by Fuad Rajeh
SANAA, Feb. 27 (Xinhua) -- Observers in Yemen have hailed a United Nations Security Council resolution, which was adopted Wednesday, as a necessary move to help protect the peaceful transition in the Middle East country.
The UN Security Council on Wednesday unanimously voted for the resolution authorizing sanctions on individuals and parties undermining the peaceful transition process in Yemen.
The resolution, the third by the council on the transition in Yemen so far, authorized freezing assets and travel ban without giving specific names of obstructors of the transition, while affirming continued support for Yemen.
Under the resolution, a sanctions committee for Yemen has been formed to report and decide on transition spoilers.
Observers in Yemen said the resolution was very necessary, especially after Yemenis had accepted and signed the UN-backed Gulf Initiative for power transition.
Faris Al-Sakaf, an advisor to Yemeni President Abd-Rabbu Mansour Hadi and head of the national center for strategic studies, said the resolution came at a time when Yemen is passing through a critical turning point.
"The situation in the country is very complicated. To be clearer, all issues are overlapping and the situation requires good measures to lay the groundwork for a stable state in Yemen," Al-Sakaf said.
"The resolution aims to protect the political process which should pave the way for a prosperous country," he said. "No specific people were named as obstructors, that's very helpful."
The council praised progress on the transition deal while affirming that all transition requirements are yet to be implemented.
It expressed concern over economic, security and human rights challenges the country is still facing, pointing especially to armed conflicts, human rights violations, humanitarian crisis, child recruitment, acts of sabotage and media destructive campaigns.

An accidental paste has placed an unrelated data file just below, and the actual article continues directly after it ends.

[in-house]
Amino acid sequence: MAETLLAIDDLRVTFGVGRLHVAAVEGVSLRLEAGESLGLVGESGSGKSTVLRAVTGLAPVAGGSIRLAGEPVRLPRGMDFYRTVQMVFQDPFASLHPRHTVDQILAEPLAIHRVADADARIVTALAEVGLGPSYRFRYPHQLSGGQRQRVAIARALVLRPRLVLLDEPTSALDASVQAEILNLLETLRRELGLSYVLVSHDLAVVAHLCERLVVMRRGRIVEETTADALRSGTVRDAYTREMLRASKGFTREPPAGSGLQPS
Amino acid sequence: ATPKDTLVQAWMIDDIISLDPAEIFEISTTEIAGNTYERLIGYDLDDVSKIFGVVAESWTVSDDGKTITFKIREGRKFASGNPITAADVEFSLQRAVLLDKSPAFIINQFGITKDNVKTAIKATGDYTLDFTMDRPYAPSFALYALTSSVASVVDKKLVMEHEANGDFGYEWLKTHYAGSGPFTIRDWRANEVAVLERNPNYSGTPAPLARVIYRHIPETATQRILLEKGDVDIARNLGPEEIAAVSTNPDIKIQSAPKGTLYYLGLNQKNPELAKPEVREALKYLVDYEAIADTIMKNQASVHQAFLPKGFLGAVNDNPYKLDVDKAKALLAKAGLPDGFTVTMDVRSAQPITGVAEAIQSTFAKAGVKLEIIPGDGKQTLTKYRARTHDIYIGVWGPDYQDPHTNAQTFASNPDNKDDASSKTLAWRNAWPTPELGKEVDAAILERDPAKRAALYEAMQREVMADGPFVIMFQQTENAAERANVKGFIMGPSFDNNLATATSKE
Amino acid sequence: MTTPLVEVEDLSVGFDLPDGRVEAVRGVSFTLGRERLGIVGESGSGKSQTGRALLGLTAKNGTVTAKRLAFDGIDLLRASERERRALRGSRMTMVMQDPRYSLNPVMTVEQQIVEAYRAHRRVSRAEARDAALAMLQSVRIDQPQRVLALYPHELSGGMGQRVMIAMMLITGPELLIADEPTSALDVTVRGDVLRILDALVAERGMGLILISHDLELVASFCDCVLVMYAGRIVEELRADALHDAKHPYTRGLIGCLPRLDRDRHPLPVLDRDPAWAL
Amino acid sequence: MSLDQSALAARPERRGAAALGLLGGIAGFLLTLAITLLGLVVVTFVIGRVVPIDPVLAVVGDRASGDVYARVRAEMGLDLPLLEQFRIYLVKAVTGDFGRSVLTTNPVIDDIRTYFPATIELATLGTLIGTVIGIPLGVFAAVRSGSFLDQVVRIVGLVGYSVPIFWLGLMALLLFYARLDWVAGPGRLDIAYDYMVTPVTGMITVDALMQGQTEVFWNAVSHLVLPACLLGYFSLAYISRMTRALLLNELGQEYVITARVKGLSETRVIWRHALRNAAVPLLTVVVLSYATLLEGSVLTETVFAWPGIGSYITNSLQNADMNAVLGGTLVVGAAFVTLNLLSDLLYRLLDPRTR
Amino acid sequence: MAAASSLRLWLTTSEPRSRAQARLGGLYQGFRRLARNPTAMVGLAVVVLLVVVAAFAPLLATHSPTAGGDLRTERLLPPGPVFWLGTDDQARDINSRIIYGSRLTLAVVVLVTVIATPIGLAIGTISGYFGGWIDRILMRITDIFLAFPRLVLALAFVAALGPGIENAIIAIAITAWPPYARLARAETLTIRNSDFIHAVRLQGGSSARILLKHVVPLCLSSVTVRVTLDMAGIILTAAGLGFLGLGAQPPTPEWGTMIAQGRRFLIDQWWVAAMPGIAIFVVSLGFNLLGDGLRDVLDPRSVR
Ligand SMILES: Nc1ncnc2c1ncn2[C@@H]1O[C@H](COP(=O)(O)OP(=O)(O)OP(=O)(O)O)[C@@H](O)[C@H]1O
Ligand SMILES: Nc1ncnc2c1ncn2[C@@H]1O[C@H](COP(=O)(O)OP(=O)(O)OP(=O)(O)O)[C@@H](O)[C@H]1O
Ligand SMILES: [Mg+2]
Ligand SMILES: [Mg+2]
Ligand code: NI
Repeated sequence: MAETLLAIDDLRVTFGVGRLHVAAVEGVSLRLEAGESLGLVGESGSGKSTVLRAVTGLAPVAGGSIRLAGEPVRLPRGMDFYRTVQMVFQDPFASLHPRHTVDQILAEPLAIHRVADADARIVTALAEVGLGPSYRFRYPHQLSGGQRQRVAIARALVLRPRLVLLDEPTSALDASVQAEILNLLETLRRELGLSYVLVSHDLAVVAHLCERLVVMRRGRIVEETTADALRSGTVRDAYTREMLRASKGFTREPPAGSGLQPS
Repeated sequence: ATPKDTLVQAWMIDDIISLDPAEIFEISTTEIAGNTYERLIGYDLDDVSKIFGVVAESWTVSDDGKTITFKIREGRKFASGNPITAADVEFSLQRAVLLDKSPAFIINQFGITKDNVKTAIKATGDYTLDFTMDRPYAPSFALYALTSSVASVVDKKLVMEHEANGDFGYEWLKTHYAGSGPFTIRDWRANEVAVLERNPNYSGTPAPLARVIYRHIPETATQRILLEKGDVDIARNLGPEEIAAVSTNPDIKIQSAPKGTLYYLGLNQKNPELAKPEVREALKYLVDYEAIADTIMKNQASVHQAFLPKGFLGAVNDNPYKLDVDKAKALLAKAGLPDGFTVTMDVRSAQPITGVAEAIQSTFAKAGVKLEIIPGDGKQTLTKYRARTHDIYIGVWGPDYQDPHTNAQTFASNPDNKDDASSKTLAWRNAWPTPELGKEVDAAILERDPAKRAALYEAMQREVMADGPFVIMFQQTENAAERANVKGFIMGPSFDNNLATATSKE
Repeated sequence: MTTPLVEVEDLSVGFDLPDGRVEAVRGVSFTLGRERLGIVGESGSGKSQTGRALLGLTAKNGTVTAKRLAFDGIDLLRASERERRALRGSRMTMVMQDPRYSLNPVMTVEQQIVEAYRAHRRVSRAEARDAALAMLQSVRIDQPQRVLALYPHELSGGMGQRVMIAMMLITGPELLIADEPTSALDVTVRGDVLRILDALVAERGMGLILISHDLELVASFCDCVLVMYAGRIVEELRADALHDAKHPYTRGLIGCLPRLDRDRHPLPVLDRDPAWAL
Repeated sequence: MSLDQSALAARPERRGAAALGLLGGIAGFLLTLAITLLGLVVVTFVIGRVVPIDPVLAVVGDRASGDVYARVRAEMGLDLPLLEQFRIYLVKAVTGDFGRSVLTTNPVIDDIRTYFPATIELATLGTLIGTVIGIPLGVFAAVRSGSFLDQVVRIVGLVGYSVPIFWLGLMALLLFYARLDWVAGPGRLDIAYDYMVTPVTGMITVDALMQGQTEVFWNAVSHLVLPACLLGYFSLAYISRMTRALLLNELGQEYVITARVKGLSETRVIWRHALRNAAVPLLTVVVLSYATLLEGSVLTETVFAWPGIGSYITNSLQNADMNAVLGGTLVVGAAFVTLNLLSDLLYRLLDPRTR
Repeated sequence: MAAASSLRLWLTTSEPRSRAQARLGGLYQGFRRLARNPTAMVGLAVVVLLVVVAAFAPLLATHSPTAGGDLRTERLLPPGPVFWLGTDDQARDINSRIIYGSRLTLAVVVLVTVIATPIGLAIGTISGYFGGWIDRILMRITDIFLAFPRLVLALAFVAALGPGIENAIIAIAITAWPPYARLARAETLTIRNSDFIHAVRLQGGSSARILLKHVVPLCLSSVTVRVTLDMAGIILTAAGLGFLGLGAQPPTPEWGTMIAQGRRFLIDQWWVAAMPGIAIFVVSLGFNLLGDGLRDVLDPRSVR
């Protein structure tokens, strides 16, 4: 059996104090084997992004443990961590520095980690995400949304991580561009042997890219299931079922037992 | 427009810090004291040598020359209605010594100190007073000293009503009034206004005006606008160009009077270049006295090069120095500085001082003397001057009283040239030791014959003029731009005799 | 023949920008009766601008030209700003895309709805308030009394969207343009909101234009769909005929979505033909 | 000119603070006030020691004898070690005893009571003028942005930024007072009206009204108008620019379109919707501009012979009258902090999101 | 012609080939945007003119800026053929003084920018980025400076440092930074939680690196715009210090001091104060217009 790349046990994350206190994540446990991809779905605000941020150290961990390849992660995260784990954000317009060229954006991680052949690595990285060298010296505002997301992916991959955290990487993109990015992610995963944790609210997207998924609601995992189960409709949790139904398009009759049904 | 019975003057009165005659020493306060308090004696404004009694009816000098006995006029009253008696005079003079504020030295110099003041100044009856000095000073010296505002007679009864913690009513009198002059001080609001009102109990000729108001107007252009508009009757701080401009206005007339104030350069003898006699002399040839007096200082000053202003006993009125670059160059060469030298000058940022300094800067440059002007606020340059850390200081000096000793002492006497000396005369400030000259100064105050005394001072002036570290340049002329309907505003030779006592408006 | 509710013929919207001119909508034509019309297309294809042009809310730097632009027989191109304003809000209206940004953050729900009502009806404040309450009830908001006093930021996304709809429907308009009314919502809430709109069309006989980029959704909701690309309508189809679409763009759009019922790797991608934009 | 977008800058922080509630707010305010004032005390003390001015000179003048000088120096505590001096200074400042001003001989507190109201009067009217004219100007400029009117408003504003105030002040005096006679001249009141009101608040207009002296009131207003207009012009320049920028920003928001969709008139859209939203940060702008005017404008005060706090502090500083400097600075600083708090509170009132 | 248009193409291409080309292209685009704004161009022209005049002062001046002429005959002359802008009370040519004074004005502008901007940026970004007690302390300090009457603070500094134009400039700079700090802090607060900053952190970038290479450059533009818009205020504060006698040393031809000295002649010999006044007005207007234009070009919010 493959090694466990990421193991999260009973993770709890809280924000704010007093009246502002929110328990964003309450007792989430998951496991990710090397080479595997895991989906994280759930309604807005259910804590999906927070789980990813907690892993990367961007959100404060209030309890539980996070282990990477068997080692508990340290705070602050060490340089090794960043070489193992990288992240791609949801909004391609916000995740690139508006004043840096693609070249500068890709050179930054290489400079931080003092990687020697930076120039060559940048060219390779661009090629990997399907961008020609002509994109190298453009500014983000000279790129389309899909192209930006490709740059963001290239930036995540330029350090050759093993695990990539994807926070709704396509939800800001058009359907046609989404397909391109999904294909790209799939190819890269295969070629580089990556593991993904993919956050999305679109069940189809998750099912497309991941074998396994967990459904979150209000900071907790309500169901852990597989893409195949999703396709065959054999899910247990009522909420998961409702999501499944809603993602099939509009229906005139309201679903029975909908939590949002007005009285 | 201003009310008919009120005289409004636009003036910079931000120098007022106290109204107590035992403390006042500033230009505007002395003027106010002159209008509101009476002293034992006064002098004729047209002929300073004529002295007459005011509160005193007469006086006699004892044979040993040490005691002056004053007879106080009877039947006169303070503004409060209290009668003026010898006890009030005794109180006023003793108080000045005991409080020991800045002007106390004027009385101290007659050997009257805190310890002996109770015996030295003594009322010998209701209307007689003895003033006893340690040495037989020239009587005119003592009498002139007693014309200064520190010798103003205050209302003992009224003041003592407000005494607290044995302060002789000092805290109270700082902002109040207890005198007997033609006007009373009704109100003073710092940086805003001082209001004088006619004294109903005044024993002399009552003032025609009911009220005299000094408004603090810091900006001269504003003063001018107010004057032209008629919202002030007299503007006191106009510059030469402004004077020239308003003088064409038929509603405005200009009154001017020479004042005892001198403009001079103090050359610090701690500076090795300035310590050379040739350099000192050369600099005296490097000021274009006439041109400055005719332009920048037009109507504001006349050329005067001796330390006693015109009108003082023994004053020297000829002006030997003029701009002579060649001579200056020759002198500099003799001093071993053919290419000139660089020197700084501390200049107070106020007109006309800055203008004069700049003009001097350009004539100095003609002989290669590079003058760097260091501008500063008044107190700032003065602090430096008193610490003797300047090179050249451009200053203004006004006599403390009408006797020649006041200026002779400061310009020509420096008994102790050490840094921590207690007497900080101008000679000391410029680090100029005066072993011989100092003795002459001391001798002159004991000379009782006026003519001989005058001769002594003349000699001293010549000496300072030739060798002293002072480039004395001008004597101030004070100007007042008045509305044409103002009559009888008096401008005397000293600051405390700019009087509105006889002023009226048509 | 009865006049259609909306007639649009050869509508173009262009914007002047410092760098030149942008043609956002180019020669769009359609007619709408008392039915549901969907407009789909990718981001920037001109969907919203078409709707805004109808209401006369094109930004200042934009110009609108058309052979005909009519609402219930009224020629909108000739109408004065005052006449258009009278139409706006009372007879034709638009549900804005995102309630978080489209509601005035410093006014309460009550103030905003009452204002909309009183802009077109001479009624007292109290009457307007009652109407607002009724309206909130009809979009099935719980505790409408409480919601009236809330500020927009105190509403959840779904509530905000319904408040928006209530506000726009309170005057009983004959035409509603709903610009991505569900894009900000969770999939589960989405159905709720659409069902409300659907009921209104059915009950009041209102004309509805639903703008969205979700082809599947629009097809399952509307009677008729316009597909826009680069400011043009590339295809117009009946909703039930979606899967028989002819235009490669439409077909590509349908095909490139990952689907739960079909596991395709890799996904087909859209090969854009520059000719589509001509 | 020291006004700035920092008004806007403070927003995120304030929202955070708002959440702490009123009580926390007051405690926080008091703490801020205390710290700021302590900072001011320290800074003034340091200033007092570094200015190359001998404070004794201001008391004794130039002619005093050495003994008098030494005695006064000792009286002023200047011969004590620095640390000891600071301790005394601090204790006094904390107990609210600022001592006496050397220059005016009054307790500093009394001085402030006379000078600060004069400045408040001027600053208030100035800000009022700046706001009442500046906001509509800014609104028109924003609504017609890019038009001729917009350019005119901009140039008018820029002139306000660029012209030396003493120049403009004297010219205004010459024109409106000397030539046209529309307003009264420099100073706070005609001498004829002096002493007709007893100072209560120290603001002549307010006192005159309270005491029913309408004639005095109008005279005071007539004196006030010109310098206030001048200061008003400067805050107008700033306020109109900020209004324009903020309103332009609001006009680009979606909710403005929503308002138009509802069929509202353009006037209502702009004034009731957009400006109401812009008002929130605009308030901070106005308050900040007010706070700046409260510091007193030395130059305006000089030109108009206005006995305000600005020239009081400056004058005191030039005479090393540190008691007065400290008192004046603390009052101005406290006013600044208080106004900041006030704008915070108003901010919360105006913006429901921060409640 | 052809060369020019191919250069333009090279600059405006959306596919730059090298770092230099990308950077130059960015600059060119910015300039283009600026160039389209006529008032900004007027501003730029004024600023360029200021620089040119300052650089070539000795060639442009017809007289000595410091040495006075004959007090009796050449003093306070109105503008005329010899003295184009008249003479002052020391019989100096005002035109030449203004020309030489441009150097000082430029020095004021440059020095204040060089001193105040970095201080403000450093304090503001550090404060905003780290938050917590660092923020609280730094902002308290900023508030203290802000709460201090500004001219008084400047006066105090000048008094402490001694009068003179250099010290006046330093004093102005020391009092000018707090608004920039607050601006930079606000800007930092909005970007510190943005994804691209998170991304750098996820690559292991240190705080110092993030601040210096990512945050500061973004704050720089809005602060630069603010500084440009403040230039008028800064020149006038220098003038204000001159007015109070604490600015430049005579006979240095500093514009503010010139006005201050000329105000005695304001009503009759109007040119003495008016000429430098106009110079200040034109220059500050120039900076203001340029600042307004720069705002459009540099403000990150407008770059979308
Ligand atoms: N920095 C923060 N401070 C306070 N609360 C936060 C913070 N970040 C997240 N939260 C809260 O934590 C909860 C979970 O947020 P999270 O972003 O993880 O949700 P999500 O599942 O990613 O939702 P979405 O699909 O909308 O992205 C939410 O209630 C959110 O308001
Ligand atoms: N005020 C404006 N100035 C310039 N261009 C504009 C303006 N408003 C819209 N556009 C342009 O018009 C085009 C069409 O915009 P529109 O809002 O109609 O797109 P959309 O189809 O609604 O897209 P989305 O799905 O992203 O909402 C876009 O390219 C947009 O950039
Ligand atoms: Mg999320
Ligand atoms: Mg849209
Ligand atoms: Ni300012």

Nageeb Ghalab, a politics professor at Sanaa University, said Yemen is witnessing complicated conflicts by all groups that affect the transition process.
"Yemen is witnessing a war by all against all, in such a situation no one is immune, and concern grows," said Ghalab.
This month, the International Monetary Fund warned that Yemen will face a difficult fiscal year in 2014.
Meanwhile, the Yemeni government has been struggling to cope with the impacts of repeated acts of sabotage targeting oil, gas and power facilities.
Al-Qaida operations have surged to record levels in decades.
Al-Sakaf, the presidential advisor, said the political reconciliation is the first step to achieve economic and security reforms.
"We should focus on the question about how we should start our road to building a successful country. The answer to this question remains in having a successful political process before anything else," Al-Sakaf said.
Observers and the UN Security Council affirmed putting the situation right requires sincere efforts and commitment from all to having a productive political transition meeting ambitions of all Yemenis.
Ghalab said restructuring the army and the security systems along with building a unified national identity and imposing the rule of law should be given top priority at the moment.
The UN Security Council said it is watching the situation in Yemen closely and that it supports efforts by the government to address economic, financial, security and humanitarian issues.
Al-Sakaf said to meet the requirements for transition, the parties must implement the outcomes of the national dialogue conference, draft a new constitution, hold elections, and facilitate the establishment of a federal state.